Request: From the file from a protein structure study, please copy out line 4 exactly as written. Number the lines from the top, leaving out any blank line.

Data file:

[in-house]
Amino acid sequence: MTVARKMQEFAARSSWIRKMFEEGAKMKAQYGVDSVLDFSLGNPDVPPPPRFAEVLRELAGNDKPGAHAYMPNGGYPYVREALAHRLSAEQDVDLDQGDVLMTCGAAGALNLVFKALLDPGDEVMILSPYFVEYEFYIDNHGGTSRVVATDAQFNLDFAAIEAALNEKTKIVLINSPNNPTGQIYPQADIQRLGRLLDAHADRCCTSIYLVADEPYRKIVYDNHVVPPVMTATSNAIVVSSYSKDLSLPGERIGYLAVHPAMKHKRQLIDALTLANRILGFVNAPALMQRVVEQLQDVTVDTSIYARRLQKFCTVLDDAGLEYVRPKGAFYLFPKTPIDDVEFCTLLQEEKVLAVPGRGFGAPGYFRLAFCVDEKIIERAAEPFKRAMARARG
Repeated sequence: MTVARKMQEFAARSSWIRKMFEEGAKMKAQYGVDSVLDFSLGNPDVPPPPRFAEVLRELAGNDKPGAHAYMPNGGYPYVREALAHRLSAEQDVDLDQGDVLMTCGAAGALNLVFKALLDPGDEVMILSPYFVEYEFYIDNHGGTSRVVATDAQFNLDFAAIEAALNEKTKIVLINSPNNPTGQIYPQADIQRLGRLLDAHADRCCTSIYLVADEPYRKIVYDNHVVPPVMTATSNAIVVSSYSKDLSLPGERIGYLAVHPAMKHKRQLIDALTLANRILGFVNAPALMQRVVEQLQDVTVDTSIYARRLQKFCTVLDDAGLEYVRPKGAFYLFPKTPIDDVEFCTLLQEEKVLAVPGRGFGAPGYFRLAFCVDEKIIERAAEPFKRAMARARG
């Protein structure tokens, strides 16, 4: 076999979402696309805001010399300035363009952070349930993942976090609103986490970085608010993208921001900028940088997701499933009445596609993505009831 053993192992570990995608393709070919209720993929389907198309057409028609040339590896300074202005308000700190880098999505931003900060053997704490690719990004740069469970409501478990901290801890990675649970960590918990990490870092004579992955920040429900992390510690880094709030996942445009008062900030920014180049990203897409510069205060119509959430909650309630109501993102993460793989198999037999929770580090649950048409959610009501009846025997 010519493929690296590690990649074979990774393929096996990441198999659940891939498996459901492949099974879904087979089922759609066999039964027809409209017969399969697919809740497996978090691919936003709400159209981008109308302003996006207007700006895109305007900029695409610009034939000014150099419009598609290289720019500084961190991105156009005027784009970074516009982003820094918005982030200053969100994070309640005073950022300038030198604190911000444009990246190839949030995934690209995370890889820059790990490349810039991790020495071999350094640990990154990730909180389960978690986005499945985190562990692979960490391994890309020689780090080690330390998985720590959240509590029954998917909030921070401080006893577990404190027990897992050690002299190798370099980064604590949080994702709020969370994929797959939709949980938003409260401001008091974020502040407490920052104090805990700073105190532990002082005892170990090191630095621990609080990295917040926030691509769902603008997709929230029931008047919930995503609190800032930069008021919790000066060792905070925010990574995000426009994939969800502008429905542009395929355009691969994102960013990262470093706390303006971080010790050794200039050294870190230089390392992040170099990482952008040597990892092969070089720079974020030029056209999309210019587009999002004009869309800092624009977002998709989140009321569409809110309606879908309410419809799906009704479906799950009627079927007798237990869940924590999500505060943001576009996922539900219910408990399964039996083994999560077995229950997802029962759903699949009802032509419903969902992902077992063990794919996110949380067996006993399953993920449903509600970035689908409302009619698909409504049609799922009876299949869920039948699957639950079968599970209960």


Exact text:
């Protein structure tokens, strides 16, 4: 076999979402696309805001010399300035363009952070349930993942976090609103986490970085608010993208921001900028940088997701499933009445596609993505009831 053993192992570990995608393709070919209720993929389907198309057409028609040339590896300074202005308000700190880098999505931003900060053997704490690719990004740069469970409501478990901290801890990675649970960590918990990490870092004579992955920040429900992390510690880094709030996942445009008062900030920014180049990203897409510069205060119509959430909650309630109501993102993460793989198999037999929770580090649950048409959610009501009846025997 010519493929690296590690990649074979990774393929096996990441198999659940891939498996459901492949099974879904087979089922759609066999039964027809409209017969399969697919809740497996978090691919936003709400159209981008109308302003996006207007700006895109305007900029695409610009034939000014150099419009598609290289720019500084961190991105156009005027784009970074516009982003820094918005982030200053969100994070309640005073950022300038030198604190911000444009990246190839949030995934690209995370890889820059790990490349810039991790020495071999350094640990990154990730909180389960978690986005499945985190562990692979960490391994890309020689780090080690330390998985720590959240509590029954998917909030921070401080006893577990404190027990897992050690002299190798370099980064604590949080994702709020969370994929797959939709949980938003409260401001008091974020502040407490920052104090805990700073105190532990002082005892170990090191630095621990609080990295917040926030691509769902603008997709929230029931008047919930995503609190800032930069008021919790000066060792905070925010990574995000426009994939969800502008429905542009395929355009691969994102960013990262470093706390303006971080010790050794200039050294870190230089390392992040170099990482952008040597990892092969070089720079974020030029056209999309210019587009999002004009869309800092624009977002998709989140009321569409809110309606879908309410419809799906009704479906799950009627079927007798237990869940924590999500505060943001576009996922539900219910408990399964039996083994999560077995229950997802029962759903699949009802032509419903969902992902077992063990794919996110949380067996006993399953993920449903509600970035689908409302009619698909409504049609799922009876299949869920039948699957639950079968599970209960």